HiddenMiner cryptocurrency mining malware can push Android devices to breaking point

The stealthy Android malware could potentially cause phones of overheat

Android smartphones are facing yet another variation of cryptocurrency mining malware that can potentially cause a device to fail through overheating.

Dubbed HiddenMiner, the malware was discovered by cyber security firm Trend Micro, which noted it siphons a phone's CPU power to crunch calculations to generate the Monero cryptocurrency. 

Commonly known as 'cryptojacking', the malware can force a processor to run at maximum speed for extended amounts of time. This, in turn, can cause the phone's chipset to overheat and fail, or in the worst case scenario combust.  

So far it has been found in third-party marketplaces restricted to India and China and has not been detected in Google's official Play Store.

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The code for HiddenMiner doesn't have a switch, controller or optimiser which means it will continuously mine for Monero until the device is completely drained or it overheats and fails.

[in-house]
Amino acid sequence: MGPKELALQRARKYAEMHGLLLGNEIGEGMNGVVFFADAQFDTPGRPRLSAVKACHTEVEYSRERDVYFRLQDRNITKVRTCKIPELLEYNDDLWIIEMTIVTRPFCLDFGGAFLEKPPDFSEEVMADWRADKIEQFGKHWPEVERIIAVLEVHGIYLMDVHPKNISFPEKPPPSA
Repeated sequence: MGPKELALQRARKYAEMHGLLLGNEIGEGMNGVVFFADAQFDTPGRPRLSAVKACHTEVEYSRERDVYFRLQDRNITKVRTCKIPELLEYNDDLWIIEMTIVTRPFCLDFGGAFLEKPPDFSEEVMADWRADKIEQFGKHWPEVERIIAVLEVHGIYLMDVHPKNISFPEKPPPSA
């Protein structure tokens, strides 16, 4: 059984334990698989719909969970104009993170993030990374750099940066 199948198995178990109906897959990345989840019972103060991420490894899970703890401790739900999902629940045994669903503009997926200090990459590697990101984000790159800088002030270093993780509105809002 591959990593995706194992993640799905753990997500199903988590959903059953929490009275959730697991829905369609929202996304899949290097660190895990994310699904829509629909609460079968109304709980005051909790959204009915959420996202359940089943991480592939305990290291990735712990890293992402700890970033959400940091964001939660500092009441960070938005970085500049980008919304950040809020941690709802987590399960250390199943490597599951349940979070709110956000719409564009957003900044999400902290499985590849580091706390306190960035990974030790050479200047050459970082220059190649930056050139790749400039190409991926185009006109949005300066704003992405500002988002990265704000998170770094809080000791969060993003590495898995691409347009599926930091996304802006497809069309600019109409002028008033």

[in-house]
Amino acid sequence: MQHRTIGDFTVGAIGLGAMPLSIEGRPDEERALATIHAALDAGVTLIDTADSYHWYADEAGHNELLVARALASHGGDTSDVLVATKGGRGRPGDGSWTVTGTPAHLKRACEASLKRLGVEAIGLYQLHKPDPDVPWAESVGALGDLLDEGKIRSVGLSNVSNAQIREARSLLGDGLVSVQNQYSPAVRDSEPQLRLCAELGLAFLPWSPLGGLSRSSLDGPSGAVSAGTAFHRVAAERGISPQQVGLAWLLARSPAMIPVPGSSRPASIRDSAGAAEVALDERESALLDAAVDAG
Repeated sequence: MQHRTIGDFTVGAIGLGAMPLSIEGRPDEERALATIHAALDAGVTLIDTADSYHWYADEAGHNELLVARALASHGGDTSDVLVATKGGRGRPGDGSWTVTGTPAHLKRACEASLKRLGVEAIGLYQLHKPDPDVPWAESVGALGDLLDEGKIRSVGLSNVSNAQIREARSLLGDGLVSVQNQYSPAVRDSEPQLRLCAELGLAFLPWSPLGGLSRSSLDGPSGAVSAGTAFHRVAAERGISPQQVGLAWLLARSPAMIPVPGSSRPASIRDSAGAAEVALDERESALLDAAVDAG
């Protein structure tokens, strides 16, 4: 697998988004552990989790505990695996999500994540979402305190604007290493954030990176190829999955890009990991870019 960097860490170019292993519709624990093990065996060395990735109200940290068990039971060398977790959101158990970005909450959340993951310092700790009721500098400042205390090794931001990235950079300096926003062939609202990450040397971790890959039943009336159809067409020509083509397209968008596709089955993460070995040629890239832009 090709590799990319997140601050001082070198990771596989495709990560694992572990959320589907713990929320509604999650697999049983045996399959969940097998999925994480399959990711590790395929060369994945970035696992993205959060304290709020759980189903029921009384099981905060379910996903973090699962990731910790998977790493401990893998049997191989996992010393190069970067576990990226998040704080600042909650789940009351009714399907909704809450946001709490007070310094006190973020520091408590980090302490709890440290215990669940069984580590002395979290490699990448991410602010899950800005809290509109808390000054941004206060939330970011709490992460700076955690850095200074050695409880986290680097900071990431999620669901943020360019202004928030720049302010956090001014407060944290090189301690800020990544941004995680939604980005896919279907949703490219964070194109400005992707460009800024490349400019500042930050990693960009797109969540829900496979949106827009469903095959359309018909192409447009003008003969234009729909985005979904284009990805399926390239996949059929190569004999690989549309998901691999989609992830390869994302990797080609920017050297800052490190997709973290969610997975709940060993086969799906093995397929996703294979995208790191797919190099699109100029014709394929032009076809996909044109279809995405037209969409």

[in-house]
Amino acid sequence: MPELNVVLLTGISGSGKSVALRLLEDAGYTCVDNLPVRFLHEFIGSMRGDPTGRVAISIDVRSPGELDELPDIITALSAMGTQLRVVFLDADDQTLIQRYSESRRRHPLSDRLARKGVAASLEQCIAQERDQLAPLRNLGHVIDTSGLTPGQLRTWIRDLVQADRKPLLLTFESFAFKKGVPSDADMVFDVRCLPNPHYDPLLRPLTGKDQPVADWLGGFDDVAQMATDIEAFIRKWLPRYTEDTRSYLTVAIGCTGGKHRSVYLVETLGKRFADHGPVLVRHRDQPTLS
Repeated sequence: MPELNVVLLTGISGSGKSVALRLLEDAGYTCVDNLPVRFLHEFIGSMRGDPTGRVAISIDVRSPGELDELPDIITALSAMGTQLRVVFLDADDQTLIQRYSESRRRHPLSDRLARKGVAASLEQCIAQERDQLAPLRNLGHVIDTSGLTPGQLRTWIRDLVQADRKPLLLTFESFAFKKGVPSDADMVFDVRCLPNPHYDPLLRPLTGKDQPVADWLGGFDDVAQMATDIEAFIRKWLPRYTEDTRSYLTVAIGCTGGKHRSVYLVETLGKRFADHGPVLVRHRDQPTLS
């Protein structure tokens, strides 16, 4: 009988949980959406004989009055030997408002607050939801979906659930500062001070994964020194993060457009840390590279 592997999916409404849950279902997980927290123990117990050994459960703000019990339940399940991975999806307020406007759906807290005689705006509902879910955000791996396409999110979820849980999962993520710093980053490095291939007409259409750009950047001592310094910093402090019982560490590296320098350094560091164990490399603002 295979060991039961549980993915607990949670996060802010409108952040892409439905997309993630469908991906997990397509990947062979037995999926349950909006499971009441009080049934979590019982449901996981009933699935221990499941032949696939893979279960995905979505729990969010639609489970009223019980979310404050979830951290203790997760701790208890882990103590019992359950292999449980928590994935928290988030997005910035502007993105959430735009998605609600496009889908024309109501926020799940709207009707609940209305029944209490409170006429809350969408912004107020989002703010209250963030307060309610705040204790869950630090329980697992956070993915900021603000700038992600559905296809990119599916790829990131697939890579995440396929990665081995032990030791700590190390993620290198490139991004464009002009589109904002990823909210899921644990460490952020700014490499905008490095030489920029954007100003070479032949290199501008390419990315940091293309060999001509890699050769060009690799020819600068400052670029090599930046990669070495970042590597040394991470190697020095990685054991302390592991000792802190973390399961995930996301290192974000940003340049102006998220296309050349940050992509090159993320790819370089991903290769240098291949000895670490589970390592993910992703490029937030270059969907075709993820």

It poses as a legitimate update for Google Play's app, cropping up as a message with the Google Play icon and com.google.android.provider.

Users that have an infected device will find this message popping up repeatedly until it is granted administrative access.

It has several ways it can hide within the app, most commonly by removing the label from the app and leaving a blank square, and once it has access, it will vanish altogether.

If it is granted admin privileges, users will not be able to uninstall the app until the admin privileges are revoked, but the malware will prevent users from doing so by locking the screen when they attempt to do so.

"HiddenMiner is yet another example of how cybercriminals are riding the cryptocurrency mining wave. For users and businesses, this reinforces the importance of practicing mobile security hygiene: download only from official app marketplaces, regularly update the device's OS (or ask the original equipment manufacturer for their availability), and be more prudent with the permissions you grant to applications," said Lorin Wu, mobile threats analyst at Trend Micro.

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This type of malware is by no means new and Google had previously resolved this issue in Nougat and later in OS versions by reducing privileges of device admin apps.

So if you have a Nougat device, or later Android version, you'll simply be able to revoke permissions, but if you have an older device you'll need to reset it to remove HiddenMiner.

The malware is similar in nature to the Loapi Trojan malware that made headlines last year after it caused batteries to swell and potentially explode.

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